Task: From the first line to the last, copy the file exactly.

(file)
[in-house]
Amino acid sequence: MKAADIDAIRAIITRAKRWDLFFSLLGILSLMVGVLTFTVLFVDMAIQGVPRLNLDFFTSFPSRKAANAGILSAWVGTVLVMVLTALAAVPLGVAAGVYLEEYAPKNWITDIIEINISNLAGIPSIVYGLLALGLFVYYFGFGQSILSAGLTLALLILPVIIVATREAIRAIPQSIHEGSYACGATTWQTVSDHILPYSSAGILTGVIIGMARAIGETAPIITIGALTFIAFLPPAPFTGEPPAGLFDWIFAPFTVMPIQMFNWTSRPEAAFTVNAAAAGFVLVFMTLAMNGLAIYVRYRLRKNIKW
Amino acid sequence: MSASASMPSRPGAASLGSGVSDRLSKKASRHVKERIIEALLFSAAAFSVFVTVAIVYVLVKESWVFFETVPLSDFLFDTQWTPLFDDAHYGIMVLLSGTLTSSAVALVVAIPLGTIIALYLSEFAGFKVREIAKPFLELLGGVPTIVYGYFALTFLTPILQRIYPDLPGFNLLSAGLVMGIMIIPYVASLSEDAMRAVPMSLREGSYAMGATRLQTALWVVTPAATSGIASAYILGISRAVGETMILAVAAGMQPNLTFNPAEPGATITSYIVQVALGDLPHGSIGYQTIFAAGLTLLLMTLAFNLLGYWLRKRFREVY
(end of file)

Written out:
[in-house]
Amino acid sequence: MKAADIDAIRAIITRAKRWDLFFSLLGILSLMVGVLTFTVLFVDMAIQGVPRLNLDFFTSFPSRKAANAGILSAWVGTVLVMVLTALAAVPLGVAAGVYLEEYAPKNWITDIIEINISNLAGIPSIVYGLLALGLFVYYFGFGQSILSAGLTLALLILPVIIVATREAIRAIPQSIHEGSYACGATTWQTVSDHILPYSSAGILTGVIIGMARAIGETAPIITIGALTFIAFLPPAPFTGEPPAGLFDWIFAPFTVMPIQMFNWTSRPEAAFTVNAAAAGFVLVFMTLAMNGLAIYVRYRLRKNIKW
Amino acid sequence: MSASASMPSRPGAASLGSGVSDRLSKKASRHVKERIIEALLFSAAAFSVFVTVAIVYVLVKESWVFFETVPLSDFLFDTQWTPLFDDAHYGIMVLLSGTLTSSAVALVVAIPLGTIIALYLSEFAGFKVREIAKPFLELLGGVPTIVYGYFALTFLTPILQRIYPDLPGFNLLSAGLVMGIMIIPYVASLSEDAMRAVPMSLREGSYAMGATRLQTALWVVTPAATSGIASAYILGISRAVGETMILAVAAGMQPNLTFNPAEPGATITSYIVQVALGDLPHGSIGYQTIFAAGLTLLLMTLAFNLLGYWLRKRFREVY